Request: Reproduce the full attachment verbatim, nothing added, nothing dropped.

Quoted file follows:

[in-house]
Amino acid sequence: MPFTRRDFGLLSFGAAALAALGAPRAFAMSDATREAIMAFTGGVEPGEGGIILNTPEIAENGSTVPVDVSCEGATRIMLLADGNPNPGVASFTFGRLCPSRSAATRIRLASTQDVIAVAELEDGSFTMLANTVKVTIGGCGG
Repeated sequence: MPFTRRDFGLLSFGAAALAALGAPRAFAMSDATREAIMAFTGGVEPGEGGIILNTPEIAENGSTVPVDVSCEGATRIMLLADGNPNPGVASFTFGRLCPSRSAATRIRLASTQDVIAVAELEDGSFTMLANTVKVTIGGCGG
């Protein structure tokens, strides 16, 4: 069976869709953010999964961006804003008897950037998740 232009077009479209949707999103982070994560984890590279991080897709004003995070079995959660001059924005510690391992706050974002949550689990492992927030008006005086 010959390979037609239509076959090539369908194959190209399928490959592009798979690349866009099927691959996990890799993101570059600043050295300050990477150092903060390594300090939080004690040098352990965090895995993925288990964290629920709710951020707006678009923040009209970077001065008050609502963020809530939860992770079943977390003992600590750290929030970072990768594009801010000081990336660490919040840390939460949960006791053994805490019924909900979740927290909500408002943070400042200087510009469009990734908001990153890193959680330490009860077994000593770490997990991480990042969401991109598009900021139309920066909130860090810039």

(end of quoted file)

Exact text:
[in-house]
Amino acid sequence: MPFTRRDFGLLSFGAAALAALGAPRAFAMSDATREAIMAFTGGVEPGEGGIILNTPEIAENGSTVPVDVSCEGATRIMLLADGNPNPGVASFTFGRLCPSRSAATRIRLASTQDVIAVAELEDGSFTMLANTVKVTIGGCGG
Repeated sequence: MPFTRRDFGLLSFGAAALAALGAPRAFAMSDATREAIMAFTGGVEPGEGGIILNTPEIAENGSTVPVDVSCEGATRIMLLADGNPNPGVASFTFGRLCPSRSAATRIRLASTQDVIAVAELEDGSFTMLANTVKVTIGGCGG
């Protein structure tokens, strides 16, 4: 069976869709953010999964961006804003008897950037998740 232009077009479209949707999103982070994560984890590279991080897709004003995070079995959660001059924005510690391992706050974002949550689990492992927030008006005086 010959390979037609239509076959090539369908194959190209399928490959592009798979690349866009099927691959996990890799993101570059600043050295300050990477150092903060390594300090939080004690040098352990965090895995993925288990964290629920709710951020707006678009923040009209970077001065008050609502963020809530939860992770079943977390003992600590750290929030970072990768594009801010000081990336660490919040840390939460949960006791053994805490019924909900979740927290909500408002943070400042200087510009469009990734908001990153890193959680330490009860077994000593770490997990991480990042969401991109598009900021139309920066909130860090810039």